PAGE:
Gaddafi's money, Pakistani submarines and former French President Nicolas Sarkozy
As reported by the newspapers and Kommersant in the material of Alexei Tarkhanov, “Nicolas Sarkozy did not accept“ Gaddafi's money ”into his account. The main witness for the prosecution has denied his own testimony " , in the case of the former French President Nicolas Sarkozy, who was suspected of being financed by the Libyan dictator Muammar Gaddafi, there was a decisive turn. The main prosecution witness, Ziad Takieddin, retracted his words and complained about the investigators seeking testimony from him against the ex-president. Alexey Tarkhanov, Kommersant's correspondent in France, gives details. Former French President Nicolas Sarkozy (c) Emin Jafarov / Kommersant
In early October, Nicolas Sarkozy was charged with involvement in a "criminal community" in connection with the possible financing by Libya of his 2007 election campaign. But now the main witness for the prosecution, a businessman with Lebanese and French citizenship, Ziad Takieddin, came out with a refutation of his own words. Earlier, he claimed that in 2006-2007 he brought Nicolas Sarkozy and the head of his campaign headquarters, Claude Guéhanu, three suitcases with cash worth € 5 million. Now, in an interview with BFM and Paris Match, he stated that “he never gave 5 million for the campaign of Nicolas Sarkozy ”.
Such a dramatic change in the position of Ziad Takieddin is easily explained. The French investigation no longer has power over him.
He was detained at customs in the spring of 2011 while trying to smuggle € 1.5 million into France, and was subsequently charged in the so-called "Karachi case" of brokering bribes and illegal rewards in the 1994 sale of French submarines to Pakistan. In June 2020, he was sentenced to five years in prison for this, but managed to escape and is now in Lebanon. Feeling safe, he attacked one of the investigating judges, Sarkozy's stubborn pursuer Serge Turner. He tried to "force me to assert things that completely contradicted my words ... There was no funding for Sarkozy's presidential campaign," says Ziad Takieddin.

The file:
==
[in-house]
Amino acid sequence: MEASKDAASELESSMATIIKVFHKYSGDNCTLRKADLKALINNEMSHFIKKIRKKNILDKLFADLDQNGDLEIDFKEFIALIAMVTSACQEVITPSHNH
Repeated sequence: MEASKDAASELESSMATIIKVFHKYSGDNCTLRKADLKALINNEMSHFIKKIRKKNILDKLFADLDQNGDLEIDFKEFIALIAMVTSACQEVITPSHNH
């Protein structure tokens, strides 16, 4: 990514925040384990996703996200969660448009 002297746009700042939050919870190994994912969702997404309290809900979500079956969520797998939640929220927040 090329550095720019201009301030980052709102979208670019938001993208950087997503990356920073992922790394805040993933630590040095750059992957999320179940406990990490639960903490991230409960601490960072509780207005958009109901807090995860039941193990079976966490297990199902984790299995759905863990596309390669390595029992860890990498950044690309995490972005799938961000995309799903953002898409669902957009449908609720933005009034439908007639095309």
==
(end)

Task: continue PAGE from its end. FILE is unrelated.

“The truth is finally revealed. For seven and a half years, the investigation has not found the slightest evidence of any illegal funding, ”Nicolas Sarkozy responded to his Facebook interview.
To whom were the suitcases of Libyan money intended, if they existed in reality? The witness has an answer to this: All I did was give € 5 million in cash to Claude Guéhan in accordance with the terms of the contract between France and Libya. According to him, the contract was secret, because "it concerned computer security and involved training Libyan computer scientists in France."
Claude Guéhan, head of Sarkozy's campaign headquarters, then secretary general of the Elysee Palace and minister of the interior, has been suspected of many frauds in recent years. For example, he became accused in a case of illegal bonus payments in the Ministry of Internal Affairs and was sentenced on appeal in 2019 to two years in prison (of which a year was suspended). It seems that they are not going to defend him in this case. But the investigation is unable to establish a direct connection between Mr. Gaean and his leader Sarkozy in the saga with "Gaddafi's suitcases."
The story of illegal campaign finance was reported by Ziad Takieddin in March 2012 by journalists from the French agency Mediapart, known for its investigations. It occupies positions on the left flank of the French press, and no doubt acted both out of a commitment to independent journalism and to successfully torpedo Nicolas Sarkozy's new election campaign. In the elections on May 6, 2012, he lost the presidential election to socialist François Hollande.
Now it is obvious that the investigation has no irrefutable evidence of the former president's guilt. French journalists are in no hurry, however, to remove suspicions from him based only on an interview with a French-Lebanese schemer, who, according to observers, usually “lies as he breathes”.
But by questioning his current claims, investigators inevitably create distrust of his 2012 first revelations. He repeated them both in 2016 and in 2018, and now he also publicly refuses them. “The chief prosecutor admits his lie. The investigation, based only on the statements of Ziad Takieddin, is now at a complete dead end, "Nicolas Sarkozy congratulates himself.